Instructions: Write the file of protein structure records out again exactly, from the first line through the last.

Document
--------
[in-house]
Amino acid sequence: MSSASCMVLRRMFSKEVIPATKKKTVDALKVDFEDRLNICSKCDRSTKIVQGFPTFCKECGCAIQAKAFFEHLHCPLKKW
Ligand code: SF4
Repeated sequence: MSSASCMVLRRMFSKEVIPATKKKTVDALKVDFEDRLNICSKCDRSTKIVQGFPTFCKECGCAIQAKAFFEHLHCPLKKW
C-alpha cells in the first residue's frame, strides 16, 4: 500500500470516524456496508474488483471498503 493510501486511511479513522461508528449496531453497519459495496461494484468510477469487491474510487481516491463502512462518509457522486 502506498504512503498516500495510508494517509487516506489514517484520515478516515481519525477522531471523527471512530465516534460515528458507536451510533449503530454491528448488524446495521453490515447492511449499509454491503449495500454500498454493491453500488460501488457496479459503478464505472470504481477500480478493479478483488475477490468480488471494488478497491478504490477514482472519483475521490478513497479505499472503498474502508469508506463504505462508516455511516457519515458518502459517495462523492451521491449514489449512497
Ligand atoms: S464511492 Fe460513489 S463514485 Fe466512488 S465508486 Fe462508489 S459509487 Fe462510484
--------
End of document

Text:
[in-house]
Amino acid sequence: MSSASCMVLRRMFSKEVIPATKKKTVDALKVDFEDRLNICSKCDRSTKIVQGFPTFCKECGCAIQAKAFFEHLHCPLKKW
Ligand code: SF4
Repeated sequence: MSSASCMVLRRMFSKEVIPATKKKTVDALKVDFEDRLNICSKCDRSTKIVQGFPTFCKECGCAIQAKAFFEHLHCPLKKW
C-alpha cells in the first residue's frame, strides 16, 4: 500500500470516524456496508474488483471498503 493510501486511511479513522461508528449496531453497519459495496461494484468510477469487491474510487481516491463502512462518509457522486 502506498504512503498516500495510508494517509487516506489514517484520515478516515481519525477522531471523527471512530465516534460515528458507536451510533449503530454491528448488524446495521453490515447492511449499509454491503449495500454500498454493491453500488460501488457496479459503478464505472470504481477500480478493479478483488475477490468480488471494488478497491478504490477514482472519483475521490478513497479505499472503498474502508469508506463504505462508516455511516457519515458518502459517495462523492451521491449514489449512497
Ligand atoms: S464511492 Fe460513489 S463514485 Fe466512488 S465508486 Fe462508489 S459509487 Fe462510484